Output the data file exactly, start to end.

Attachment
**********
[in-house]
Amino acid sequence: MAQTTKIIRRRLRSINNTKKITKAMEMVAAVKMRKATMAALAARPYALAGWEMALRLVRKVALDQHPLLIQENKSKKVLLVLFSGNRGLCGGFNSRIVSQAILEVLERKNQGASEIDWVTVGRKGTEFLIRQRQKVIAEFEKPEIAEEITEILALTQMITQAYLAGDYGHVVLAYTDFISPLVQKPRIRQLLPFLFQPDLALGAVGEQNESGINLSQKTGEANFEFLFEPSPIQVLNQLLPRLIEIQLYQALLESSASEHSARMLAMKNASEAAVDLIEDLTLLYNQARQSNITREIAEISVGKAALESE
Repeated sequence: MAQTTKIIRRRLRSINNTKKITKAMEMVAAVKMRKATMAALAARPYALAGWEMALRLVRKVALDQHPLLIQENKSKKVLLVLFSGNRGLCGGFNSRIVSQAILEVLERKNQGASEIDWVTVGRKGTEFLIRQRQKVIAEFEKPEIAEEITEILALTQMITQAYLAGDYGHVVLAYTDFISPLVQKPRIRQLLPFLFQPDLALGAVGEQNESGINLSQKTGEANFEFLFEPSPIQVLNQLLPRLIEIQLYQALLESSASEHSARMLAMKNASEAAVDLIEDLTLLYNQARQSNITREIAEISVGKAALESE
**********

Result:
[in-house]
Amino acid sequence: MAQTTKIIRRRLRSINNTKKITKAMEMVAAVKMRKATMAALAARPYALAGWEMALRLVRKVALDQHPLLIQENKSKKVLLVLFSGNRGLCGGFNSRIVSQAILEVLERKNQGASEIDWVTVGRKGTEFLIRQRQKVIAEFEKPEIAEEITEILALTQMITQAYLAGDYGHVVLAYTDFISPLVQKPRIRQLLPFLFQPDLALGAVGEQNESGINLSQKTGEANFEFLFEPSPIQVLNQLLPRLIEIQLYQALLESSASEHSARMLAMKNASEAAVDLIEDLTLLYNQARQSNITREIAEISVGKAALESE
Repeated sequence: MAQTTKIIRRRLRSINNTKKITKAMEMVAAVKMRKATMAALAARPYALAGWEMALRLVRKVALDQHPLLIQENKSKKVLLVLFSGNRGLCGGFNSRIVSQAILEVLERKNQGASEIDWVTVGRKGTEFLIRQRQKVIAEFEKPEIAEEITEILALTQMITQAYLAGDYGHVVLAYTDFISPLVQKPRIRQLLPFLFQPDLALGAVGEQNESGINLSQKTGEANFEFLFEPSPIQVLNQLLPRLIEIQLYQALLESSASEHSARMLAMKNASEAAVDLIEDLTLLYNQARQSNITREIAEISVGKAALESE